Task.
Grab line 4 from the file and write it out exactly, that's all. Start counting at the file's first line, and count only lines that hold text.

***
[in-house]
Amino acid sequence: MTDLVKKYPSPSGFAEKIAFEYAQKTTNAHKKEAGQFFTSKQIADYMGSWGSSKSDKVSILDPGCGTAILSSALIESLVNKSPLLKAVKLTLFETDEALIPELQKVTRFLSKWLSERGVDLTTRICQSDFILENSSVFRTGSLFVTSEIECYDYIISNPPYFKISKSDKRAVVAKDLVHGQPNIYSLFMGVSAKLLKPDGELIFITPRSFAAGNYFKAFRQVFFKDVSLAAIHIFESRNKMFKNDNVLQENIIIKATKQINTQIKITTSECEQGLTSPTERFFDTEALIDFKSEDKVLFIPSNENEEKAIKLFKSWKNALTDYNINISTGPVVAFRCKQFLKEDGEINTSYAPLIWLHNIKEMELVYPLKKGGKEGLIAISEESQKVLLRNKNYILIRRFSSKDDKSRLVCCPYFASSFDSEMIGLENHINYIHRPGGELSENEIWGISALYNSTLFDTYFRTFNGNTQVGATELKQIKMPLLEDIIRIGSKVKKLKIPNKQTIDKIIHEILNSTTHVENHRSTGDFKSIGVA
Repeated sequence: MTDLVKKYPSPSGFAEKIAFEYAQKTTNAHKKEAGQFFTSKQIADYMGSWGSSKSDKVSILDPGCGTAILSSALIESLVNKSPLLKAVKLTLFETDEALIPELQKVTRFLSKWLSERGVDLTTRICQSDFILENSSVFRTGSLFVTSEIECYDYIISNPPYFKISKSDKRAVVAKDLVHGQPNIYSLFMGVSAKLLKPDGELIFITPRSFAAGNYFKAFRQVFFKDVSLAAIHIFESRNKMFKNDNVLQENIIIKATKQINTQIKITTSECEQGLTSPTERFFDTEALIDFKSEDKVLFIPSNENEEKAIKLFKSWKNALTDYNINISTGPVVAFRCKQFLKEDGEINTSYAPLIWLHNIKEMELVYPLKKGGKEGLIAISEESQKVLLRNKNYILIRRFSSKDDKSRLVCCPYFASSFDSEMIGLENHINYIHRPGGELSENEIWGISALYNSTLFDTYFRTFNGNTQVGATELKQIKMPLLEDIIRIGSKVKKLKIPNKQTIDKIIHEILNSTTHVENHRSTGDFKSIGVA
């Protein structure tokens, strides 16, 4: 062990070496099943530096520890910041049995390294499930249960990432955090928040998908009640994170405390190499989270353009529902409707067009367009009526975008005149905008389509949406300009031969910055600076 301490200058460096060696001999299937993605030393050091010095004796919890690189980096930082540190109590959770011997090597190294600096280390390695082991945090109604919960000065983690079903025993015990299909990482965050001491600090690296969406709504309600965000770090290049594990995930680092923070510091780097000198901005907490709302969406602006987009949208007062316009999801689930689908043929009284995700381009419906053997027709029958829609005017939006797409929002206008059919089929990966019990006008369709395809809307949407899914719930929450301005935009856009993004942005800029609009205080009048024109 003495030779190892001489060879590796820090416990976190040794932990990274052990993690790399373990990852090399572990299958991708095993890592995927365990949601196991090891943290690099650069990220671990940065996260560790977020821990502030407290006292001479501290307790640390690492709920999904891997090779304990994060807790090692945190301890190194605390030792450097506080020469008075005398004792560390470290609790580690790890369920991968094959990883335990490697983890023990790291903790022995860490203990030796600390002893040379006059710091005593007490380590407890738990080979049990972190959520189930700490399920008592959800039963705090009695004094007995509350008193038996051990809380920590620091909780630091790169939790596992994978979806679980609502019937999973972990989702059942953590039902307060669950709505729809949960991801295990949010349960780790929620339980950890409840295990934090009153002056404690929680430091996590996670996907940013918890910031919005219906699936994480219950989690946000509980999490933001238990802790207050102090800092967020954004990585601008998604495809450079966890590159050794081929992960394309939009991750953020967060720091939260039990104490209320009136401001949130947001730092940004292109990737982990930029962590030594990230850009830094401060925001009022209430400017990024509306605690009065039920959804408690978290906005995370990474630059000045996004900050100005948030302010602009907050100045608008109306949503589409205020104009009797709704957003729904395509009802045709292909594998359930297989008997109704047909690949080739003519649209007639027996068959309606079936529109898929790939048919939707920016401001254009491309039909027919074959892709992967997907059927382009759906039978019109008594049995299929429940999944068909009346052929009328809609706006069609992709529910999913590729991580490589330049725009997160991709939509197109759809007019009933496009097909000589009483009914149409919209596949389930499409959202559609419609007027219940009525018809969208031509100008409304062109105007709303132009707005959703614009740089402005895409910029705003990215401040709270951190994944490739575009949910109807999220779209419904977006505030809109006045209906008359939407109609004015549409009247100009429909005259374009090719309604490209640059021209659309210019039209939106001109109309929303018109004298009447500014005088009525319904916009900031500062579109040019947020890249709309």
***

């Protein structure tokens, strides 16, 4: 062990070496099943530096520890910041049995390294499930249960990432955090928040998908009640994170405390190499989270353009529902409707067009367009009526975008005149905008389509949406300009031969910055600076 301490200058460096060696001999299937993605030393050091010095004796919890690189980096930082540190109590959770011997090597190294600096280390390695082991945090109604919960000065983690079903025993015990299909990482965050001491600090690296969406709504309600965000770090290049594990995930680092923070510091780097000198901005907490709302969406602006987009949208007062316009999801689930689908043929009284995700381009419906053997027709029958829609005017939006797409929002206008059919089929990966019990006008369709395809809307949407899914719930929450301005935009856009993004942005800029609009205080009048024109 003495030779190892001489060879590796820090416990976190040794932990990274052990993690790399373990990852090399572990299958991708095993890592995927365990949601196991090891943290690099650069990220671990940065996260560790977020821990502030407290006292001479501290307790640390690492709920999904891997090779304990994060807790090692945190301890190194605390030792450097506080020469008075005398004792560390470290609790580690790890369920991968094959990883335990490697983890023990790291903790022995860490203990030796600390002893040379006059710091005593007490380590407890738990080979049990972190959520189930700490399920008592959800039963705090009695004094007995509350008193038996051990809380920590620091909780630091790169939790596992994978979806679980609502019937999973972990989702059942953590039902307060669950709505729809949960991801295990949010349960780790929620339980950890409840295990934090009153002056404690929680430091996590996670996907940013918890910031919005219906699936994480219950989690946000509980999490933001238990802790207050102090800092967020954004990585601008998604495809450079966890590159050794081929992960394309939009991750953020967060720091939260039990104490209320009136401001949130947001730092940004292109990737982990930029962590030594990230850009830094401060925001009022209430400017990024509306605690009065039920959804408690978290906005995370990474630059000045996004900050100005948030302010602009907050100045608008109306949503589409205020104009009797709704957003729904395509009802045709292909594998359930297989008997109704047909690949080739003519649209007639027996068959309606079936529109898929790939048919939707920016401001254009491309039909027919074959892709992967997907059927382009759906039978019109008594049995299929429940999944068909009346052929009328809609706006069609992709529910999913590729991580490589330049725009997160991709939509197109759809007019009933496009097909000589009483009914149409919209596949389930499409959202559609419609007027219940009525018809969208031509100008409304062109105007709303132009707005959703614009740089402005895409910029705003990215401040709270951190994944490739575009949910109807999220779209419904977006505030809109006045209906008359939407109609004015549409009247100009429909005259374009090719309604490209640059021209659309210019039209939106001109109309929303018109004298009447500014005088009525319904916009900031500062579109040019947020890249709309």